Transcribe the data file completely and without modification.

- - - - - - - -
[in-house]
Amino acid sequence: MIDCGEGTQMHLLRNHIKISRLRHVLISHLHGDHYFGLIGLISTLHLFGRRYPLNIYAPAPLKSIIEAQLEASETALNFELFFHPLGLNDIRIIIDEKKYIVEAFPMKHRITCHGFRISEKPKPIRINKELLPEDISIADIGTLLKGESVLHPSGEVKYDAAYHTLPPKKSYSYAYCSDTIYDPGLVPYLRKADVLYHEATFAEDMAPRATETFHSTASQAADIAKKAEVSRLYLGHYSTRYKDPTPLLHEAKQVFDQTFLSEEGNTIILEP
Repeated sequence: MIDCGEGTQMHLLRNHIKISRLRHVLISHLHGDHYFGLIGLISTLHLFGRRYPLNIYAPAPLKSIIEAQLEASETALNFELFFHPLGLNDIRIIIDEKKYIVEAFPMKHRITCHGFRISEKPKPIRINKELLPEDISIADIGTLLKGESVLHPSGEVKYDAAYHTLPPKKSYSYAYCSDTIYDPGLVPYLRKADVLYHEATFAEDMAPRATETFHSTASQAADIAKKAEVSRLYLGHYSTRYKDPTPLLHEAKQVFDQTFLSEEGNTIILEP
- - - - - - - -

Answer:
[in-house]
Amino acid sequence: MIDCGEGTQMHLLRNHIKISRLRHVLISHLHGDHYFGLIGLISTLHLFGRRYPLNIYAPAPLKSIIEAQLEASETALNFELFFHPLGLNDIRIIIDEKKYIVEAFPMKHRITCHGFRISEKPKPIRINKELLPEDISIADIGTLLKGESVLHPSGEVKYDAAYHTLPPKKSYSYAYCSDTIYDPGLVPYLRKADVLYHEATFAEDMAPRATETFHSTASQAADIAKKAEVSRLYLGHYSTRYKDPTPLLHEAKQVFDQTFLSEEGNTIILEP
Repeated sequence: MIDCGEGTQMHLLRNHIKISRLRHVLISHLHGDHYFGLIGLISTLHLFGRRYPLNIYAPAPLKSIIEAQLEASETALNFELFFHPLGLNDIRIIIDEKKYIVEAFPMKHRITCHGFRISEKPKPIRINKELLPEDISIADIGTLLKGESVLHPSGEVKYDAAYHTLPPKKSYSYAYCSDTIYDPGLVPYLRKADVLYHEATFAEDMAPRATETFHSTASQAADIAKKAEVSRLYLGHYSTRYKDPTPLLHEAKQVFDQTFLSEEGNTIILEP